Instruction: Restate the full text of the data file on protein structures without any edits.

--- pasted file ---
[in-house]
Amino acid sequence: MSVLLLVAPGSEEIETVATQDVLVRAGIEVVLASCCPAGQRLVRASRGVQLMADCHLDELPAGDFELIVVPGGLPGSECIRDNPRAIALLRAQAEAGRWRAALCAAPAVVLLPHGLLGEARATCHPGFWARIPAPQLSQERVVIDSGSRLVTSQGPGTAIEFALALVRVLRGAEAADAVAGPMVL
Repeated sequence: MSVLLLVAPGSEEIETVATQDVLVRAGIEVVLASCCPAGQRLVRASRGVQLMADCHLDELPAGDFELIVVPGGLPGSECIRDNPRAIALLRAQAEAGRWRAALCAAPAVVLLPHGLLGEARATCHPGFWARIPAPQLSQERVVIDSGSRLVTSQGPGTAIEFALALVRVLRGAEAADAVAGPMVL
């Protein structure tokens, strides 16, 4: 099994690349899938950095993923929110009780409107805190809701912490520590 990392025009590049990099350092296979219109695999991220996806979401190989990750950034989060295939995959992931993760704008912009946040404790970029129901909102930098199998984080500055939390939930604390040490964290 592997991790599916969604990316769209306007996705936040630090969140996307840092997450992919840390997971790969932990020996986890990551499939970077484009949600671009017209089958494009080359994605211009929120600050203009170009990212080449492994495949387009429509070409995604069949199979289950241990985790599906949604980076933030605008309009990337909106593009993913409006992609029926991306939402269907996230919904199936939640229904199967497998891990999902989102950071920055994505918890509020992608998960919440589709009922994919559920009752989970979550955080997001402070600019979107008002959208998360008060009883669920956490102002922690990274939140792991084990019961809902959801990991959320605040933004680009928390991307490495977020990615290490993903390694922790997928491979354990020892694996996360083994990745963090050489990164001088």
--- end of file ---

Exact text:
[in-house]
Amino acid sequence: MSVLLLVAPGSEEIETVATQDVLVRAGIEVVLASCCPAGQRLVRASRGVQLMADCHLDELPAGDFELIVVPGGLPGSECIRDNPRAIALLRAQAEAGRWRAALCAAPAVVLLPHGLLGEARATCHPGFWARIPAPQLSQERVVIDSGSRLVTSQGPGTAIEFALALVRVLRGAEAADAVAGPMVL
Repeated sequence: MSVLLLVAPGSEEIETVATQDVLVRAGIEVVLASCCPAGQRLVRASRGVQLMADCHLDELPAGDFELIVVPGGLPGSECIRDNPRAIALLRAQAEAGRWRAALCAAPAVVLLPHGLLGEARATCHPGFWARIPAPQLSQERVVIDSGSRLVTSQGPGTAIEFALALVRVLRGAEAADAVAGPMVL
């Protein structure tokens, strides 16, 4: 099994690349899938950095993923929110009780409107805190809701912490520590 990392025009590049990099350092296979219109695999991220996806979401190989990750950034989060295939995959992931993760704008912009946040404790970029129901909102930098199998984080500055939390939930604390040490964290 592997991790599916969604990316769209306007996705936040630090969140996307840092997450992919840390997971790969932990020996986890990551499939970077484009949600671009017209089958494009080359994605211009929120600050203009170009990212080449492994495949387009429509070409995604069949199979289950241990985790599906949604980076933030605008309009990337909106593009993913409006992609029926991306939402269907996230919904199936939640229904199967497998891990999902989102950071920055994505918890509020992608998960919440589709009922994919559920009752989970979550955080997001402070600019979107008002959208998360008060009883669920956490102002922690990274939140792991084990019961809902959801990991959320605040933004680009928390991307490495977020990615290490993903390694922790997928491979354990020892694996996360083994990745963090050489990164001088």